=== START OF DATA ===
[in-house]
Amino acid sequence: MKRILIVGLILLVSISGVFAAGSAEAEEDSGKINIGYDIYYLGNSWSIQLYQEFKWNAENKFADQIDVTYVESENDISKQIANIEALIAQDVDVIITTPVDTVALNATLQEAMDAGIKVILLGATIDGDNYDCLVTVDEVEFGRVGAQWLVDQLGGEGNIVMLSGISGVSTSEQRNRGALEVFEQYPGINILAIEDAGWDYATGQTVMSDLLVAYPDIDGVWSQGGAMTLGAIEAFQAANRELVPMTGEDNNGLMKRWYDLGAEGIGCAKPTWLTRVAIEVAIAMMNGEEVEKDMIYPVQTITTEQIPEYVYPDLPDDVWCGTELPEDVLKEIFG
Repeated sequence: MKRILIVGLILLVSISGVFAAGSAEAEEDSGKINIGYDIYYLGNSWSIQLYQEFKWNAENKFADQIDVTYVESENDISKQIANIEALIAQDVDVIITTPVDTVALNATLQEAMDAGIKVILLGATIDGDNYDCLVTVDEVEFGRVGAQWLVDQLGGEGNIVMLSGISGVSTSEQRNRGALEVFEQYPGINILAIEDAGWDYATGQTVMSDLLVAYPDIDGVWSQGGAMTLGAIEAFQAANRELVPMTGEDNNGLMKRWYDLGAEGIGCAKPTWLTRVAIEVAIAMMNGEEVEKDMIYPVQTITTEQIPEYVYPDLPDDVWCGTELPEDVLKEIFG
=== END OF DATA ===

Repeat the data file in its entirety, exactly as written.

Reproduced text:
[in-house]
Amino acid sequence: MKRILIVGLILLVSISGVFAAGSAEAEEDSGKINIGYDIYYLGNSWSIQLYQEFKWNAENKFADQIDVTYVESENDISKQIANIEALIAQDVDVIITTPVDTVALNATLQEAMDAGIKVILLGATIDGDNYDCLVTVDEVEFGRVGAQWLVDQLGGEGNIVMLSGISGVSTSEQRNRGALEVFEQYPGINILAIEDAGWDYATGQTVMSDLLVAYPDIDGVWSQGGAMTLGAIEAFQAANRELVPMTGEDNNGLMKRWYDLGAEGIGCAKPTWLTRVAIEVAIAMMNGEEVEKDMIYPVQTITTEQIPEYVYPDLPDDVWCGTELPEDVLKEIFG
Repeated sequence: MKRILIVGLILLVSISGVFAAGSAEAEEDSGKINIGYDIYYLGNSWSIQLYQEFKWNAENKFADQIDVTYVESENDISKQIANIEALIAQDVDVIITTPVDTVALNATLQEAMDAGIKVILLGATIDGDNYDCLVTVDEVEFGRVGAQWLVDQLGGEGNIVMLSGISGVSTSEQRNRGALEVFEQYPGINILAIEDAGWDYATGQTVMSDLLVAYPDIDGVWSQGGAMTLGAIEAFQAANRELVPMTGEDNNGLMKRWYDLGAEGIGCAKPTWLTRVAIEVAIAMMNGEEVEKDMIYPVQTITTEQIPEYVYPDLPDDVWCGTELPEDVLKEIFG